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Close up of eye and cataract

What are cataracts?

A cataract occurs when the lens inside the eye becomes cloudy. The lens is located behind the iris and pupil and helps focus light on the back of the eye (retina). Signals are then sent to the brain which allows us to see. Typically, cataracts develop during our older years and this is known as age-related cataracts.

How does a cataract affect my vision?

When we’re young, the lens within our eye is usually clear. The development of a cataract is a gradual and painless process, and so the onset may be hard to spot. Due to the slow clouding of the lens, light is unable to reach the retina, and this results in vision that is slightly blurred or dull. Eventually, the lens may become frosted over, just like a steamy mirror. It’s highly likely that you’ll experience cataracts in both eyes, though in some cases the development will begin in one eye before the other.

Image comparing difference between normal vision and with cataracts

Original photo by Will Paterson on Unsplash

What are the causes?

Whilst there is not a definitive answer as to why we are more likely to develop cataracts as we age, it’s believed that there are a number of things that can increase the risk:

Sunlight through trees

Photo by Andrew Seaman on Unsplash

What are the symptoms?

Aside from blurred vision and faded colours, you may notice the following:

  • Sun/streetlights are brighter than normal
  • Difficulty seeing in low-lighting conditions
  • Headlights from vehicles are causing more glare than usual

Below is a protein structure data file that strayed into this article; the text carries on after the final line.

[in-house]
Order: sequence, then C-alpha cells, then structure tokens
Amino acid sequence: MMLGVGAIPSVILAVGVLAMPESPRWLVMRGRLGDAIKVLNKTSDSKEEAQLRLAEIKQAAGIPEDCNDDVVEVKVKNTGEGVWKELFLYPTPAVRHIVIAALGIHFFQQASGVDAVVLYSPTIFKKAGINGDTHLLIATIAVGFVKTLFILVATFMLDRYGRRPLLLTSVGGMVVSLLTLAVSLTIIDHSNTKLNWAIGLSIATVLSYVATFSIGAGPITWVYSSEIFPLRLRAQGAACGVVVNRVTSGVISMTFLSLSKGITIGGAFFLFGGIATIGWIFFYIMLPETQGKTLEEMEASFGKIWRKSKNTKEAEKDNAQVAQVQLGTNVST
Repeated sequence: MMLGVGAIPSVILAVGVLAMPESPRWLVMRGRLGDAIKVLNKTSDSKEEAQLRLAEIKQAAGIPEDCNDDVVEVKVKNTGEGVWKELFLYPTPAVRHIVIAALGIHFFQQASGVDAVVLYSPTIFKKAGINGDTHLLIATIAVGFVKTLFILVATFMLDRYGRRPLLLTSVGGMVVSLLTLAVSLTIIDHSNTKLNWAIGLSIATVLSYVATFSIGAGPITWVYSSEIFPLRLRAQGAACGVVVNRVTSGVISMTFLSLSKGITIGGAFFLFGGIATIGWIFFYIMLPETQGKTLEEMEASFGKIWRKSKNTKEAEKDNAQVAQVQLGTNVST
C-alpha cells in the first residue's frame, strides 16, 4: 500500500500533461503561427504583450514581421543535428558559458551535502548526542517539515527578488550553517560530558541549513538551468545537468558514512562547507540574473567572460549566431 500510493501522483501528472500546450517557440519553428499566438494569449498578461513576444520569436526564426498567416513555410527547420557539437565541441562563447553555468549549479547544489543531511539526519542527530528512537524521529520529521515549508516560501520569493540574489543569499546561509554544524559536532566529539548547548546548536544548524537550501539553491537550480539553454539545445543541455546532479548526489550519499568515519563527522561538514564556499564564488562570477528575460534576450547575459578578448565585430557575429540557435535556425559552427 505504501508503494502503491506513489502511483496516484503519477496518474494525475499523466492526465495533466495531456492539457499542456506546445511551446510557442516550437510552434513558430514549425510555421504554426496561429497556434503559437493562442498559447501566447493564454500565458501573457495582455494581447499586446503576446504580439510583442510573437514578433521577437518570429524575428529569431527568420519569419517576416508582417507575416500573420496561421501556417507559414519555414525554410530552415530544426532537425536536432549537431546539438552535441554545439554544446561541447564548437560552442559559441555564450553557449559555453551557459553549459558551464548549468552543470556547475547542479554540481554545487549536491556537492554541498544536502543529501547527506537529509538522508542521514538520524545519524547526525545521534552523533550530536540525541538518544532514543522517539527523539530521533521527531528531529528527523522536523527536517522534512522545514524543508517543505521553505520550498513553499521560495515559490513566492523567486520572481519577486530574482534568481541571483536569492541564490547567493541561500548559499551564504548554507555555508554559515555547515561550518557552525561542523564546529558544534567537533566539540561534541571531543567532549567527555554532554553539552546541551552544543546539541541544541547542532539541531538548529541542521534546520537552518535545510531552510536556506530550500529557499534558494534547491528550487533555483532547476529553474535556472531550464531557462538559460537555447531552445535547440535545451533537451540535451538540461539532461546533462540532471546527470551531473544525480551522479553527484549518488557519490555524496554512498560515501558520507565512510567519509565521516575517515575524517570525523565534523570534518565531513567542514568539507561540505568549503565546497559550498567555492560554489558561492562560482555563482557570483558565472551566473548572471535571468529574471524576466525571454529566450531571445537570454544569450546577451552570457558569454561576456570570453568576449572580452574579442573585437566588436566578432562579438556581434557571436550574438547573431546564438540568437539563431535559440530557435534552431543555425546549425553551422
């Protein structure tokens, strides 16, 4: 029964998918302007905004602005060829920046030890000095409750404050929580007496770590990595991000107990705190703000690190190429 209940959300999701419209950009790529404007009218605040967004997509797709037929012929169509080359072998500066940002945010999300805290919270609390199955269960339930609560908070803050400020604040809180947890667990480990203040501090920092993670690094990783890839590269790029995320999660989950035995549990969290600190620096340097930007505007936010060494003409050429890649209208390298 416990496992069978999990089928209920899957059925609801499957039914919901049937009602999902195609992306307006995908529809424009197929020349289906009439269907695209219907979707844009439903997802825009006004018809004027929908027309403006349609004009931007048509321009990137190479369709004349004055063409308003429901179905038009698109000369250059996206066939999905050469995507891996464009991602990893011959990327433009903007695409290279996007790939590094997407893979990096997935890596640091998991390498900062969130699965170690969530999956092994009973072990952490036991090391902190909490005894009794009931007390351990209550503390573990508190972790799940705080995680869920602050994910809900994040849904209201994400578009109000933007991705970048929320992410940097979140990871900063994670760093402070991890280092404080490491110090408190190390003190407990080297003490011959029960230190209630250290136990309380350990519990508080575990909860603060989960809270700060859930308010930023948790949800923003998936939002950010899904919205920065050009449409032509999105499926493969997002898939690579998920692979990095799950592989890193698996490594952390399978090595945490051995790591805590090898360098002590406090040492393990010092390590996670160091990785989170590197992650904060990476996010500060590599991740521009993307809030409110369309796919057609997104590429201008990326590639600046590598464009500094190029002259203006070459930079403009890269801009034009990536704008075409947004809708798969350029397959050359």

• The need to clean your glasses, even though the lenses aren’t dirty

If you are experiencing any of these symptoms, we suggest speaking to your Optician.

How are cataracts diagnosed?

Cataracts can be detected during a simple routine eye test. As Opticians look through your lens, they will be able to spot anything that is out of the ordinary. They’ll be able to determine how progressed the condition is and provide advice on management and treatment going forward. In some cases, your Optician may refer you for some further tests with an Ophthalmologist.

Can it be treated?

In the early stages, it’s possible that vision can be improved by changing the prescription in your glasses and adapting your lighting conditions to be brighter and more focused to the activity you’re carrying out, such as reading a book. However, if your cataracts have advanced and are affecting your ability to carry out simple tasks, your Optician may refer you for surgery.

As everyone’s eyes are unique, you’ll have an initial assessment before surgery is booked to discuss the process and outcome. Described to be a painless and effective procedure, the affected lens will be removed and switched with a clear, plastic replacement. Over 90% of cataracts operations have proven to be effective at restoring working vision. In advanced cases, cataracts can lead to sight loss if left untreated. If you ever feel like there are any changes to your sight, we strongly recommend that you speak to your Optician.

Vegetables

Photo by Nadine Primeau on Unsplash

Whilst cataracts can be quite daunting, changes to your lifestyle such as giving up smoking and improving your diet can help prevent the onset of cataracts. Why not read our post on the top five foods for happy and healthy eyes?